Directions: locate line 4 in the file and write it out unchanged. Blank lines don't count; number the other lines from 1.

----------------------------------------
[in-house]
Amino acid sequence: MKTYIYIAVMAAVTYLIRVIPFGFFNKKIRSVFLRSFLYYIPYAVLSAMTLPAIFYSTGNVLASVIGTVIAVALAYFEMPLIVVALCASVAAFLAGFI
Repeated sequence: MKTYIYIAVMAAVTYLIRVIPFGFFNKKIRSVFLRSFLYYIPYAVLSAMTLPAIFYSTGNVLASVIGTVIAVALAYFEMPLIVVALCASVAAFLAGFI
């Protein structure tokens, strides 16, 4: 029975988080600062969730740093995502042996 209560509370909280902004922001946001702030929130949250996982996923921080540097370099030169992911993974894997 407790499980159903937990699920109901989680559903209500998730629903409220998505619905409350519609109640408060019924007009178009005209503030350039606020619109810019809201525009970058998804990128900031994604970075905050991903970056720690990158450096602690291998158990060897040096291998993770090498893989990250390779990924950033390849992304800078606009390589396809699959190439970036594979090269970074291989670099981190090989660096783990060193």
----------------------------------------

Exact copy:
């Protein structure tokens, strides 16, 4: 029975988080600062969730740093995502042996 209560509370909280902004922001946001702030929130949250996982996923921080540097370099030169992911993974894997 407790499980159903937990699920109901989680559903209500998730629903409220998505619905409350519609109640408060019924007009178009005209503030350039606020619109810019809201525009970058998804990128900031994604970075905050991903970056720690990158450096602690291998158990060897040096291998993770090498893989990250390779990924950033390849992304800078606009390589396809699959190439970036594979090269970074291989670099981190090989660096783990060193």